CPP Strikes Back

I have gotten used to dodging CPP-expansion issues by fudging column & line information until the position info in squash mostly matches the source positions in the original source code. That sufficed for rewriting declarations, but I have finally hit a brick wall.


I got as far with call-site outparam rewriting as this patch. It demonstrates an interesting flaw.
@@ -8297,1 +8297,1 @@
- GetInsertionPoint(parentFrame, nsnull, &insertionPoint, &multiple);
+ insertionPoint = GetInsertionPoint(parentFrame, &insertionPoint, &multiple);
@@ -8346,1 +8346,1 @@
- GetInsertionPoint(parentFrame, child, &insertionPoint);
+ insertionPoint = GetInsertionPoint(parentFrame, child);

Due to macro expansion, nsnull contracts to 0 such that the .i file has &insertionpoint positioned right in the middle of nsnull (in the .cpp file). So when squash trims the param including the surrounding commas, it ends up removing the wrong parameter.

Elsa Limitation

I have mentioned lack of end-of-ast-node position information in Elsa. It also lacks start-of-ast-node information for most expressions. This makes selectively rewriting source code rather difficult.


Instead of fighting an uphill fudging battle against CPP, I am going to have to suspend outparam rewriting yet again to work on better position information and integrating a preprocessor into elsa. This is unfortunate because I was looking forward to finally doing something more sophisticated than renames. Now my elsa fork is going to grow even bigger before I get commit access.


  1. Jason Orendorff


    So, are you planning to write an Elkhound-based CPP for Elsa? The word “integrate” makes it sound like you’re going to integrate an existing CPP, and I don’t understand how that will solve your problem.

    I don’t mean to encourage you to do the “easy” thing, but it’s pretty easy to auto-detect this bug when it happens, right? Just compare the .i line you *think* you’re modifying against the .cpp line you’re actually modifying. So… How often does this come up? How often would it come up if you special-cased nsnull? Can’t your tool easily detect this kind of bug and spit out error markers which a human can then review?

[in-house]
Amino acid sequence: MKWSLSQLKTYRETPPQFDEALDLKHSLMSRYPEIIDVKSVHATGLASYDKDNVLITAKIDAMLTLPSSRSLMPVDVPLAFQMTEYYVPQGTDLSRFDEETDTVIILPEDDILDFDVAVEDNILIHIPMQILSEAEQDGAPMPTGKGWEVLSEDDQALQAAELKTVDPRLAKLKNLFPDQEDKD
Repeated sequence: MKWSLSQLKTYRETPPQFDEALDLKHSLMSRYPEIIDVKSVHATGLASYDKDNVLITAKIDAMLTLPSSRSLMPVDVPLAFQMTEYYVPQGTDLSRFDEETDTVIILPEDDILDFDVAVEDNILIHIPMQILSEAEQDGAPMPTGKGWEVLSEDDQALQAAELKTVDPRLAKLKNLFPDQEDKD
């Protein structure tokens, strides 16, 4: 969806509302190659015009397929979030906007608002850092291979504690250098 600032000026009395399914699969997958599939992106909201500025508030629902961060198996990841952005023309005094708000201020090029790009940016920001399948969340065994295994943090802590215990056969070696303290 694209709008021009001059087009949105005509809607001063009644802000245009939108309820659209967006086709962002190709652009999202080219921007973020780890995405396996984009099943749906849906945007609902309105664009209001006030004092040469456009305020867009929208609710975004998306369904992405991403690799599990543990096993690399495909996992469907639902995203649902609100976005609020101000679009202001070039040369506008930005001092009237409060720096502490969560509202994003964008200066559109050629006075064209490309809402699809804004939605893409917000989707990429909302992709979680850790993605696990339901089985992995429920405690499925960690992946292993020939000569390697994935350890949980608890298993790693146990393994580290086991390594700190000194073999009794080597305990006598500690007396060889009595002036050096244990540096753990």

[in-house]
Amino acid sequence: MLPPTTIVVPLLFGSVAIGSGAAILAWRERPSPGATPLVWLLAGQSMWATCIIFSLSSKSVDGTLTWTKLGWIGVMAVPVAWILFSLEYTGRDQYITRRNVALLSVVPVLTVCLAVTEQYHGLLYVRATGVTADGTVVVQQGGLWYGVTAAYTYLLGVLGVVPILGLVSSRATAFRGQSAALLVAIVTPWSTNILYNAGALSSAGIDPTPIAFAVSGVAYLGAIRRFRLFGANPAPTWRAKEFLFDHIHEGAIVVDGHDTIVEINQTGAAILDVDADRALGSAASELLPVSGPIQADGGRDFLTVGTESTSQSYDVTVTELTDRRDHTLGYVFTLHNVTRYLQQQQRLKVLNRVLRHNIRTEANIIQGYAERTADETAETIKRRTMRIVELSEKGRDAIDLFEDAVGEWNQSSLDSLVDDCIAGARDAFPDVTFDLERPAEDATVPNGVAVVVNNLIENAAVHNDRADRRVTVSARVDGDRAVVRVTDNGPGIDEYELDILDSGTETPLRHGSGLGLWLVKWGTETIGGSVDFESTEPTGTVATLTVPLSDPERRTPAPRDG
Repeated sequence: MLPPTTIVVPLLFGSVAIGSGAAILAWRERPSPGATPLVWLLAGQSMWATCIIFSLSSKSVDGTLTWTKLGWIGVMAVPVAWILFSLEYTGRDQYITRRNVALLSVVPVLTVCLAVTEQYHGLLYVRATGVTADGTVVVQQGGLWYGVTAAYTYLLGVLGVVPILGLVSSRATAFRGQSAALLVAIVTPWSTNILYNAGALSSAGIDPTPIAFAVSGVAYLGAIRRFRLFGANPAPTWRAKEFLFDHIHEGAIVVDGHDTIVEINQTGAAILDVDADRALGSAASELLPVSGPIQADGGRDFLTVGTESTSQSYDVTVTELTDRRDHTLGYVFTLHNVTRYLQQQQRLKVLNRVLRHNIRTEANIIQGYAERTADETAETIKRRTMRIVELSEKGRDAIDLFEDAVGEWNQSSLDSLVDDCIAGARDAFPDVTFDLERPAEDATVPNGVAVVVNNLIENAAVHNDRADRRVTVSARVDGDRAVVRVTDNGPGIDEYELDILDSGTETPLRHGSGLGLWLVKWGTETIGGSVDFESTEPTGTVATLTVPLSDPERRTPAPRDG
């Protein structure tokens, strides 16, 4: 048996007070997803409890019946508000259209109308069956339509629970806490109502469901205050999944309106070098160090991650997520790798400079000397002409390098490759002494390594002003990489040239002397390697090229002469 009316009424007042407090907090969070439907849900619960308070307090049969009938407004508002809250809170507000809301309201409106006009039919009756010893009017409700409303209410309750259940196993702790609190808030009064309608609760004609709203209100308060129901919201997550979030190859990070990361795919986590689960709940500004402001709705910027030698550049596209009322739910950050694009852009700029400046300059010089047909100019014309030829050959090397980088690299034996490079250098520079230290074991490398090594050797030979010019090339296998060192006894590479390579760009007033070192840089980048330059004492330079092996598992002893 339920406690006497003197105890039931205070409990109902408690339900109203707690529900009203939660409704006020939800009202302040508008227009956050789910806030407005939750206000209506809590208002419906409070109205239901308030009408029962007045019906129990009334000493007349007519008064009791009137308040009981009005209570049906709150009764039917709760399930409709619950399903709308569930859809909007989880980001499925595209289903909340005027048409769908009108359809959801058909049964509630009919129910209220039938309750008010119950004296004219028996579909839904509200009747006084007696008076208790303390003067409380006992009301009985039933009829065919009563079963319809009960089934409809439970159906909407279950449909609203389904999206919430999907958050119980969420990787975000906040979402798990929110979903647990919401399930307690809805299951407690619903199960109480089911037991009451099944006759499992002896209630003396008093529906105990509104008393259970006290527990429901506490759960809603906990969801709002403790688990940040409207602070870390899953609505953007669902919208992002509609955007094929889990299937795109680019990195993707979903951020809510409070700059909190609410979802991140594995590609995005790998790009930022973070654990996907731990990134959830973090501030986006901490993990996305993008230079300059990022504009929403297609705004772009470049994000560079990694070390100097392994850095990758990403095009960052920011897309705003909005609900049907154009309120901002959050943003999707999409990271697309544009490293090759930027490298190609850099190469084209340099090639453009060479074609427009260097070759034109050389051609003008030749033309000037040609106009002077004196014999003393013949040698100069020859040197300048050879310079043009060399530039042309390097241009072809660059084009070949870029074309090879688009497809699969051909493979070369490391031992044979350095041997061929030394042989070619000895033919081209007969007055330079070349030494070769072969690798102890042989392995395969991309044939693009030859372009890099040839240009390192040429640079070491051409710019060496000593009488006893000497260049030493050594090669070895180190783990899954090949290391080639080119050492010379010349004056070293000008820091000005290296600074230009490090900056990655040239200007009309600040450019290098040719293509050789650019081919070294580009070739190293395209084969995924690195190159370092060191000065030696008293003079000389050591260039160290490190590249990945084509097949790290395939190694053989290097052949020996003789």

I don’t mean to pester you, just very interested in this problem.

  2. Jason Orendorff

    Just thinking out loud here:

    On the other hand, reading preprocessed code and then going back and blindly patching the source seems error-prone from the start.

    I feel like I’ve seen this problem before. When I hack XML, I want to use a high-level API, but I also want round-tripping. The high-level libraries always seem to throw away the low-level information only needed for round-tripping, like whitespace around attributes. (Some parsers go further, irreversibly expanding entity references, throwing away comments, etc. Your CPP problem is similar to the problem of handling entity references in XML.)

    What you really need is a library that keeps the (low-level) raw source code–and can fix it up for whatever (high-level) AST changes you make.

  3. Detecting that CPP is moving about code is easy. However marking that for human correction isn’t really viable. I can’t force people to write 0 instead of NULL or nsnull in their code.
    http://mcpp.sourceforge.net/ is what I’ll be integrating into elsa. I know it is possible as it has been done before, but didn’t get integrated into the upstream elsa.

    Regarding the second comment, squash aims to be that bridge between the ast and the source-code. It’s tricky, but if I succeed, it could make C++ a lot easier to refactor.